Clumsiness, bumping into things or people, dropping stuff ... can you relate?

jaccat

MyPTSD Pro
@sunshinedaydream I’ve just pulled this off one site.

https://dyspraxiafoundation.org.uk/about-dyspraxia/dyspraxia-glance/

It varies a lot between people, and is easiest spotted in children. In my case I struggled with handwriting, spatial awareness, and certain types of memory recall. As well as clumsiness, I was chronically absent-minded, couldn’t tell the difference between left and right until I was in my teens, had no sense of direction, needed extra lessons in primary school to learn to write, my motor skills weren’t great and certain basic activities like folding away clothes ( and, weirdly, knitting) were beyond me, which, with the spatial awareness issues meant I was often a walking disaster.


Much of it I’ve developed adaptations for, but it’s all still there. It’s hard to explain because my intelligence isn’t affected, but there are times when I can’t perform the simplest task. For instance, I can’t tell the time unless the clock or watch I’m reading has numbers (as opposed to lines or dots). I frequently lose things and it’s impossible for me to ‘retrace my steps’ as my memory is just a complete blank, and I’m constantly turning on the hot tap instead of the cold, and vice versa.

Like I said, it’s different between different people. This is just me.

It means I’ve acquired some fun stories over the years.
 

shatter eyes

MyPTSD Pro
But do you know if that came from the traumatic brain injury

Its from both. Early on in my recovery i would walk with a waddle wobble and shuffle my feet because it just felt unsafe because the floor or sidewalk feels curved or tilted while they look flat. I went through neuro physio rehab and the YMCA also had a program for TBI/Stroke folks. We practiced sitting in chairs and standing, walking heel toe heel and even advanced levels like balancing a bird on tennis racket while walking looking straight. This was done in a safe environment and i improved so i know the proprioception issues are not all TBI.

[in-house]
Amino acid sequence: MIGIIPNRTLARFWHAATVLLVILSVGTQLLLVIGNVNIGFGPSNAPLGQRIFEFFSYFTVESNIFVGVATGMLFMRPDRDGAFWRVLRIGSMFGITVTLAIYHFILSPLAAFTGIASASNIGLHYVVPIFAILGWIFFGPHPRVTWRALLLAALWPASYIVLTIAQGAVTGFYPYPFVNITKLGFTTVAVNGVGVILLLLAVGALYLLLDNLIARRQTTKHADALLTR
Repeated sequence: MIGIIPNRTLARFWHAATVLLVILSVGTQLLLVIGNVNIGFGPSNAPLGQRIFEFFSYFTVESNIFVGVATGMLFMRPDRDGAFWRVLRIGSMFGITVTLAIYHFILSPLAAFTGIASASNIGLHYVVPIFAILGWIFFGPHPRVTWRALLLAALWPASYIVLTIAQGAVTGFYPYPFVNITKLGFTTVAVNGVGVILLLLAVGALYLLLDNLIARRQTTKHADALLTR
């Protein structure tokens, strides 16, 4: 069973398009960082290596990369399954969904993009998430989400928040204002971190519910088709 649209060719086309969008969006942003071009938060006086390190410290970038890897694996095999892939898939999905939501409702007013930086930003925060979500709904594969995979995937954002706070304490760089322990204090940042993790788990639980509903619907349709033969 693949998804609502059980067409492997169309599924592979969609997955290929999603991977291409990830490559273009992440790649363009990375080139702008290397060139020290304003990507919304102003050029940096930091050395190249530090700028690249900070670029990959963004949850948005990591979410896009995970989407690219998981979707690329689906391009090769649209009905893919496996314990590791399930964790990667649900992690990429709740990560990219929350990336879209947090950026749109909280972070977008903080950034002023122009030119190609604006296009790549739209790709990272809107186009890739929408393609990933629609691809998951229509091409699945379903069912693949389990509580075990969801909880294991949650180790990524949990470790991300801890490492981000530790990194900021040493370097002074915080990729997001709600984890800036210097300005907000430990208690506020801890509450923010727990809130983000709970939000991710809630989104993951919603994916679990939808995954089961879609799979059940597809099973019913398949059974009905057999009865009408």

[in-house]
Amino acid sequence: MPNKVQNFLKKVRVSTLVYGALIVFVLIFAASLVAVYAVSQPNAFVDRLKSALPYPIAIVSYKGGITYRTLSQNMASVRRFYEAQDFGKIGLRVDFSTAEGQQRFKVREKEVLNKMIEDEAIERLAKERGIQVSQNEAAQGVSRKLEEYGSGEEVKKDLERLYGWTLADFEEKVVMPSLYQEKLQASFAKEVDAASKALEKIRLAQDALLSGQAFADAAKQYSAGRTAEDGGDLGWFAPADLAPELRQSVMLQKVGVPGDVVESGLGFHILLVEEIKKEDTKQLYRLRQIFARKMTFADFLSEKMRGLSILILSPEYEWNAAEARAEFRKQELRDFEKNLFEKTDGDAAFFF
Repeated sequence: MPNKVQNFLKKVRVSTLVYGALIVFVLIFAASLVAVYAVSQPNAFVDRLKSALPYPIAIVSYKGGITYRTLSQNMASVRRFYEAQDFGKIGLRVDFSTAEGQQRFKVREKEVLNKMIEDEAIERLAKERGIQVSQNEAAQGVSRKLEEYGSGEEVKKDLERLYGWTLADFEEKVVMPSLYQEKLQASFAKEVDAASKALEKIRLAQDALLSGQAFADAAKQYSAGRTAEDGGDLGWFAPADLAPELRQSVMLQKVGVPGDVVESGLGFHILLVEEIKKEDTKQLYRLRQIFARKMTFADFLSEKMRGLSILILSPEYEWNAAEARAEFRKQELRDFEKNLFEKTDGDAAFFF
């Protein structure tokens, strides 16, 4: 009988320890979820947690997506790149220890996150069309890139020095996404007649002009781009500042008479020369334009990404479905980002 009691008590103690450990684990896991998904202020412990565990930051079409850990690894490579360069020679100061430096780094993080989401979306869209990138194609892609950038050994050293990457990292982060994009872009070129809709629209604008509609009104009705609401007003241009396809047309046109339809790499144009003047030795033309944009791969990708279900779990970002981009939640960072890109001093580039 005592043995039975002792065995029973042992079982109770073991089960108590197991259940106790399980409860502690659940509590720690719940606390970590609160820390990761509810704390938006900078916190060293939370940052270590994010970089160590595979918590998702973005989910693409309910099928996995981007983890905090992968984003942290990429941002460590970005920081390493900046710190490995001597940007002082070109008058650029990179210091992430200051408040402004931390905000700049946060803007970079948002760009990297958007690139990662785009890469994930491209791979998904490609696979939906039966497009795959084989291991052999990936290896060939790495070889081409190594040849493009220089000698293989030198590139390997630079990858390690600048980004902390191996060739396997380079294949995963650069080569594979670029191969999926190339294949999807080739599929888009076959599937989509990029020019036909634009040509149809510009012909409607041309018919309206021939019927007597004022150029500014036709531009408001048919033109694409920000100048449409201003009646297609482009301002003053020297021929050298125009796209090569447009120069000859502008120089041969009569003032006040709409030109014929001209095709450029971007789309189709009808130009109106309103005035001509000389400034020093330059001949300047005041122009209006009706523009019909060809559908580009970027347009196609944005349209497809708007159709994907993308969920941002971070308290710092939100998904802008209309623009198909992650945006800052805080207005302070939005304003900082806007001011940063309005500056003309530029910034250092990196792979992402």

When I dissociate it feels like my progress has regressed or even worse. Tired plus stressors = drink water with hands from tap because getting a cup, holding, raising, drinking, SLIP OOPS, then i have a mess to clean up. The talk of dissociating only began this year because Pdoc witnessed it and after the session I stayed in wsiting room. When i went to leave the building i walked into parking lot light and head was bleed little bit. After that i mixed up streetlight and walked on a red....because i was checking for cars and saw green for the other street registering wrong info to brain. Now after each session we ground and chill before i leave pdoc office. Neurobiology is very interesting and hopeful that from this thread we can learn together how to be less clumsy.

I have this problem in "spells" if you will. I get bruises on my legs and arms as I bump into things.

Woah...same here with bruises but i dont and neuro doc calls them "spells" too.
 

hope4us

Policy Enforcement
Hello, hello!